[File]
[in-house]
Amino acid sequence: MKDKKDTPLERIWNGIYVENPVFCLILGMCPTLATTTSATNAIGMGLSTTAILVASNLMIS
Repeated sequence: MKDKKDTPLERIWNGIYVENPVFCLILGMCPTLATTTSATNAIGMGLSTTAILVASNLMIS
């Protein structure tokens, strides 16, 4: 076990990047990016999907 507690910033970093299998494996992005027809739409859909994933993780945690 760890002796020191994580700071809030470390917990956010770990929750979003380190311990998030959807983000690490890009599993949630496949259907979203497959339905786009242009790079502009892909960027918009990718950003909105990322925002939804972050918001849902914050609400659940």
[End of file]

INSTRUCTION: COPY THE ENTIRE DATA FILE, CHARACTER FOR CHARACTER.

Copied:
[in-house]
Amino acid sequence: MKDKKDTPLERIWNGIYVENPVFCLILGMCPTLATTTSATNAIGMGLSTTAILVASNLMIS
Repeated sequence: MKDKKDTPLERIWNGIYVENPVFCLILGMCPTLATTTSATNAIGMGLSTTAILVASNLMIS
């Protein structure tokens, strides 16, 4: 076990990047990016999907 507690910033970093299998494996992005027809739409859909994933993780945690 760890002796020191994580700071809030470390917990956010770990929750979003380190311990998030959807983000690490890009599993949630496949259907979203497959339905786009242009790079502009892909960027918009990718950003909105990322925002939804972050918001849902914050609400659940």